Holland: Khan was an older man, and he was taking this young Hayat under his wing and encouraging him?

    Shirani: Yes. I know that Hamid looked up to him.

    Holland: Tell me about Hayat’s interrogation.

    Shirani: It was surreal. Obviously, he was jetlagged. Throughout the interrogation, he’s yawning and dozing off. And I should say, with no disrespect to my client, that he is not a very intellectually acute person.

    By all accounts, and according to affidavits that we recently obtained from family members and friends, Hayat was a guy who is characterized by friends and family members as being very timid and fearful of being alone, of doing anything by himself. He’d had a bad case of bacterial meningitis while in Pakistan that left him especially vulnerable.

    So, they put him in an interrogation room with the FBI, and he ends up basically saying, “Oh, I want to help you. What can I do? Tell me.” The interrogation was very leading, to say the least. He was being asked questions about what he saw there, or how many people were there, and it’s clear that here’s a guy who’s trying to guess what the right answer would be. So when he guesses that there were 20 people at the training camp, they say, “Are you sure there weren’t more?” So then he starts saying, “Seventy? Eighty?” You should hear him talking about the guns they used, or what kind of training they received — it’s almost comical.

    Holland: He was represented by a lawyer who had never tried a criminal case, much less a complex international terror prosecution. She’d graduated from law school just 18 months before the trial. Did she give him an adequate defense?

    Shirani: Sadly, she did not. I mean she really believed in his innocence, and I know that she put a lot of time and a lot of hard work into his case. But unfortunately, she was in no position to give him any kind of adequate defense.

    There was a complete failure to investigate. Most of the witnesses who could’ve provided evidence on his behalf were in Pakistan, and his trial attorney didn’t seem to know that she could get their testimony, that she could apply for funding to travel there, or that she could hire an investigator who could get their affidavits, or take their depositions — none of that happened.

    The government also came forward sometime early in the case and said that they thought the defense council should fulfill the requirements of the Classified Information Procedures Act. That would allow the trial lawyers — Hamid’s and his father’s lawyers — to see whatever classified information the government had after getting the required security clearances. And in this case, they opted not to do that. They waived their right to see the classified evidence the government had, and we believe that some of that evidence would have been exculpatory.

    Holland: And you contend that the camp he was supposed to have visited didn’t even exist at the time.

    Shirani: Yes, it certainly appears that way. We’ve talked to several people, including a prominent Pakistani journalist who was covering these movements and had contacts in these camps and had visited these areas. It was widely believed that these camps had stopped functioning by the time Hayat gets to Pakistan. The country was receiving billions of dollars in aid from the United States and they were under great pressure to close down these training camps — even though the training camps in that Balakot region, which is the region where he’s alleged to have attended a camp — those were mainly pro-Kashmiri camps. They had a lot more to do with the conflict in Kashmir than anything else.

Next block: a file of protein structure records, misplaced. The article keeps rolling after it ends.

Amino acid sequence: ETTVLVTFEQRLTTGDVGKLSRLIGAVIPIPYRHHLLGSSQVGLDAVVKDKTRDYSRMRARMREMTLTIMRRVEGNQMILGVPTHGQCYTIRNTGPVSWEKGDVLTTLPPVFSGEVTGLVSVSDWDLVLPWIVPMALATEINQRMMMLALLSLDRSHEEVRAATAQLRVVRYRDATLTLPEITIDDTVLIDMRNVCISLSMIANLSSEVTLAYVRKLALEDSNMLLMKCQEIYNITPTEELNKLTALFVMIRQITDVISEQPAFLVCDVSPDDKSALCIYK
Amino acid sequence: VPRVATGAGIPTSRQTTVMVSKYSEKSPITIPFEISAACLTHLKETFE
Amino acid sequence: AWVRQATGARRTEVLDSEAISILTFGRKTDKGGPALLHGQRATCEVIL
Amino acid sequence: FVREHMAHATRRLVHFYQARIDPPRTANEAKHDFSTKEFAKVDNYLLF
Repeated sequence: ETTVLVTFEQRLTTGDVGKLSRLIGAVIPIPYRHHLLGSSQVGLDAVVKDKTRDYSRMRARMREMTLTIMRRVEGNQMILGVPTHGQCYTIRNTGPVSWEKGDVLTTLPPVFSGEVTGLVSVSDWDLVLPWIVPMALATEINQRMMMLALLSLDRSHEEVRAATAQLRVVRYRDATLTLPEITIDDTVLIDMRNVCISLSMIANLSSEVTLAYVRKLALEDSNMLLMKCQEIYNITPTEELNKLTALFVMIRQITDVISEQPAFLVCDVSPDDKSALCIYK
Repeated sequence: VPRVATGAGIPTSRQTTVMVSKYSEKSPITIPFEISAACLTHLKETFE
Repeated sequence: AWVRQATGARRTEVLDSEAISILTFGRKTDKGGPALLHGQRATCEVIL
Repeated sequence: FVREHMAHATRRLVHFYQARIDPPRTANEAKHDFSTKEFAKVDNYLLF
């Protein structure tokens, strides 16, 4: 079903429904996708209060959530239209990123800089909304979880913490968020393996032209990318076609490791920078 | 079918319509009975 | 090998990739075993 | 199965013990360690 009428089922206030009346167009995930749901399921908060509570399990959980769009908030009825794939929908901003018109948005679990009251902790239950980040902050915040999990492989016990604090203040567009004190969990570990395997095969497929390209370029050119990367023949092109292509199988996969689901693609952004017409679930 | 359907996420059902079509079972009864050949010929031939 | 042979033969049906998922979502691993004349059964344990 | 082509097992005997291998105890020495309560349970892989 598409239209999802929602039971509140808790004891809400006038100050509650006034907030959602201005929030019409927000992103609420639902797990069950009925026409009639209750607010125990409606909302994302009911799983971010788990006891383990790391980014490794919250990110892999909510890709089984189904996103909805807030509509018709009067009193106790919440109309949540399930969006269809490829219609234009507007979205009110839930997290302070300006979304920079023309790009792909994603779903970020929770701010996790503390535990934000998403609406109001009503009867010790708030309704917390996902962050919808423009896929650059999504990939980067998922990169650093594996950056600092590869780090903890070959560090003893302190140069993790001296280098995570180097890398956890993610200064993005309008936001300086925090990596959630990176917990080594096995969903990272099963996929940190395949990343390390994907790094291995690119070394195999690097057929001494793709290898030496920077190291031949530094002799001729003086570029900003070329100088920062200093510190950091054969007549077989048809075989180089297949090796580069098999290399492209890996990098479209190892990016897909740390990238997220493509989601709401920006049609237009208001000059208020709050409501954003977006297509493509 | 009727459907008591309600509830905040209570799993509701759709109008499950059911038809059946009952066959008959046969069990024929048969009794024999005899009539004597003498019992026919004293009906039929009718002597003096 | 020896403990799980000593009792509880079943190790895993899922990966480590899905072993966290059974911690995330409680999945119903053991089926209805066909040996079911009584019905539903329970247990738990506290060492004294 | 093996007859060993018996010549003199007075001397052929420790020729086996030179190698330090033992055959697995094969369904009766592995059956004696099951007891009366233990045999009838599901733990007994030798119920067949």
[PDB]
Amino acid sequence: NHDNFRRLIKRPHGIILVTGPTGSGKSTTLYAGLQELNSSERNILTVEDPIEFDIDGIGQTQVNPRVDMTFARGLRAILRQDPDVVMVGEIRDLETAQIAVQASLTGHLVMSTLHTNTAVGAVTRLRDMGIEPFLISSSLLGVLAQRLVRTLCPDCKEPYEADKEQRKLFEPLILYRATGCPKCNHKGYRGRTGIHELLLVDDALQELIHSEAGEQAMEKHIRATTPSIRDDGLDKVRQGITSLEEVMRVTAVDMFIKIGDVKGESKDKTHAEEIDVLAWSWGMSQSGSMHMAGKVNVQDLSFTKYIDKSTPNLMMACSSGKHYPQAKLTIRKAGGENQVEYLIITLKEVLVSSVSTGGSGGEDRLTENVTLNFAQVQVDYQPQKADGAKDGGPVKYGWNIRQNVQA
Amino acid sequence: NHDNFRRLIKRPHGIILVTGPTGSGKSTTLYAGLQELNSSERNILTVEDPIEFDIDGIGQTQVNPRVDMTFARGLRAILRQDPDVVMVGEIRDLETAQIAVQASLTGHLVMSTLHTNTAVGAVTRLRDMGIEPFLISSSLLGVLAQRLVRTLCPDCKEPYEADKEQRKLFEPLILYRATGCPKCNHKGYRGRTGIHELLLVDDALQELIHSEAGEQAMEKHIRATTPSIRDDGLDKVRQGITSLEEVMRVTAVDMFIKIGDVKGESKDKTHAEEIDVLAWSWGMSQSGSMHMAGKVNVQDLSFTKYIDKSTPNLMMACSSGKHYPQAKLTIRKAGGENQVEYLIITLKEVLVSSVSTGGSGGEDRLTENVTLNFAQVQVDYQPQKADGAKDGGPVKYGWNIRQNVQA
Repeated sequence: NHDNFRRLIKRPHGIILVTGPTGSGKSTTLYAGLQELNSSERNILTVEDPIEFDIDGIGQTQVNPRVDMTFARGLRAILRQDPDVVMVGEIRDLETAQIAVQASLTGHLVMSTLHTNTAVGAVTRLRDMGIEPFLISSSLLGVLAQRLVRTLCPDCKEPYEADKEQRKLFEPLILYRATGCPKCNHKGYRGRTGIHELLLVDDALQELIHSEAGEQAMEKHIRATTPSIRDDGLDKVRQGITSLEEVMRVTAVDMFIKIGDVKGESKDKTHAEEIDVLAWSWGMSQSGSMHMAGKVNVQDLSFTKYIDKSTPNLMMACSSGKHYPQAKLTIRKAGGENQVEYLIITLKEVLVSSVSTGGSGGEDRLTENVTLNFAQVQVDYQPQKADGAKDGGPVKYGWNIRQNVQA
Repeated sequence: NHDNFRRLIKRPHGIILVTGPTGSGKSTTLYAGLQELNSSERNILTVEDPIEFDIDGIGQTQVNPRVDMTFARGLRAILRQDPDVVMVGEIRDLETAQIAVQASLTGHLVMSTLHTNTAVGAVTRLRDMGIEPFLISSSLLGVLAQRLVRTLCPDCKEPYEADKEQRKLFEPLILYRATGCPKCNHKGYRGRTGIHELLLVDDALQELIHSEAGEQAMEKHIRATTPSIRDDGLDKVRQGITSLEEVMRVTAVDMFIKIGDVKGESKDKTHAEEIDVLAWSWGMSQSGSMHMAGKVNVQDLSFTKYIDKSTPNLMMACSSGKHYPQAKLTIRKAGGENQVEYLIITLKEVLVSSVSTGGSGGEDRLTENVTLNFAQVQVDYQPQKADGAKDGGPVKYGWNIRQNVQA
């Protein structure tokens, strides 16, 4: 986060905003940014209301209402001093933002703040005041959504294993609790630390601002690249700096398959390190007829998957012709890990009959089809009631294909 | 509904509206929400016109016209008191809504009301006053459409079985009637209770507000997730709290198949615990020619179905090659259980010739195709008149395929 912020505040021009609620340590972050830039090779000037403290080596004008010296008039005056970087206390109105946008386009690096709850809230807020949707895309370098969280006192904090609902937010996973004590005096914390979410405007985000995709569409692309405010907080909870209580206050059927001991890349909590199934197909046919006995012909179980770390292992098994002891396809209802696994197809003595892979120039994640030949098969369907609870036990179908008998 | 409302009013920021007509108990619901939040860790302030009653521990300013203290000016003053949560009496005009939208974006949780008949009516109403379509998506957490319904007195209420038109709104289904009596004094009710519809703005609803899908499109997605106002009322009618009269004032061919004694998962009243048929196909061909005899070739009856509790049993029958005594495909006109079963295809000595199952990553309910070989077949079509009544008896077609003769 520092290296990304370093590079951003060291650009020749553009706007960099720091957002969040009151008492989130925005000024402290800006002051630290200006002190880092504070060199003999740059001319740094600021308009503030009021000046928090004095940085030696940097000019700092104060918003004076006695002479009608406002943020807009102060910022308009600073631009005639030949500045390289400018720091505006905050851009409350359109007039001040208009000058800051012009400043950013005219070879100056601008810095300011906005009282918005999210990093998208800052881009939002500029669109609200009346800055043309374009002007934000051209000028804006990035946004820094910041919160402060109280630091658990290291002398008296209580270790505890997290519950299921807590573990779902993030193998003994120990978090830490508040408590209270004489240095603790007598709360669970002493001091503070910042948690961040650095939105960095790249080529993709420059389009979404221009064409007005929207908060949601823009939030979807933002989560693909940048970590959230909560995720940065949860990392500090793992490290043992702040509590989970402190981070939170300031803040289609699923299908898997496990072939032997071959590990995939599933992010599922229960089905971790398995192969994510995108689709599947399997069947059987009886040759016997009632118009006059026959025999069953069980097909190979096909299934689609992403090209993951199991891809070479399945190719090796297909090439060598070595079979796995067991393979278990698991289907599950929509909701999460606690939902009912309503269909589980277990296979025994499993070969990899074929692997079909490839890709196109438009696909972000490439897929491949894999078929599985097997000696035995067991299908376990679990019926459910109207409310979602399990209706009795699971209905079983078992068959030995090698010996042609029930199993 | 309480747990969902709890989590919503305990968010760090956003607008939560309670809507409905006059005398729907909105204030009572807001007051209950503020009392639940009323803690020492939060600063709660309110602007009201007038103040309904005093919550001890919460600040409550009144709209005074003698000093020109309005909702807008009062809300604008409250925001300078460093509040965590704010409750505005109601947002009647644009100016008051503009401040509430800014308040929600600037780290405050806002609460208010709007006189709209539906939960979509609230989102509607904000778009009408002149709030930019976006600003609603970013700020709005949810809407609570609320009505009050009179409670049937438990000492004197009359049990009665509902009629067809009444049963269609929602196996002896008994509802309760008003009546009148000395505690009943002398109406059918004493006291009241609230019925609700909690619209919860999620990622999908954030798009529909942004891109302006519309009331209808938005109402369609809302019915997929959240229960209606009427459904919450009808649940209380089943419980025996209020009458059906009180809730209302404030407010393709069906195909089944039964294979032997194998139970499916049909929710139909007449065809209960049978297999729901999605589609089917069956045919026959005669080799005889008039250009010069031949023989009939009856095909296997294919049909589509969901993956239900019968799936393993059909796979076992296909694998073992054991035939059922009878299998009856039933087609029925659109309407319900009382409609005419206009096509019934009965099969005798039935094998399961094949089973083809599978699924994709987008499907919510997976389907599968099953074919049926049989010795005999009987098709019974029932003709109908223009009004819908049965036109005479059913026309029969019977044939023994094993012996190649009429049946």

In fact, the prosecutors were never able to pinpoint the exact camp that he allegedly went to. The only evidence of a camp that the government presented was in the form of satellite images. A Department of Defense expert on satellite imagery looked at four different images, two taken in 2001 and the others in 2004, I believe, and based on those he said, “Yes, based on my training and experience, these look like camps.”

    When he was asked how much conviction he had that these images depicted a terrorist training camp, or a jihadi training camp, he said, “Well, I have a confidence level of 60-70 percent.” And then he basically said that without the confessions he couldn’t say with any certainty what the images showed.

    We’re talking about a region that is not very remote — hardly — and it’s not believable that they couldn’t present more evidence of the existence of the camp, if in fact they had it. It also defies logic to think that if they knew of a camp that was training anti-US jihadis, that they wouldn’t have destroyed it and bragged about doing so.

    Holland: So it was mostly based on this confession that was taken from an exhausted kid?

    Shirani: Well, the government’s case, in addition to the testimony of their informant, was all circumstantial.

    There was a scrapbook of articles that Hamid had collected from the Pakistani press. What probably ended up being the most damning for the jury was what the government referred to as a prayer supplication that they found in his wallet. It was written in Arabic, on a folded piece of paper that they found in Hamid’s wallet, and it said something to the effect of “O Allah” — and this is a somewhat disputed translation, but their expert said that it read, “We place you at their throats and seek protection in you from their evils.”

    So the government hired this Islamic law professor, somebody who was an erstwhile imam and was also a professor at San Diego State University, who came in and testified that this is a jihadi supplication, that it has no other use. That ended up being very damning for our client.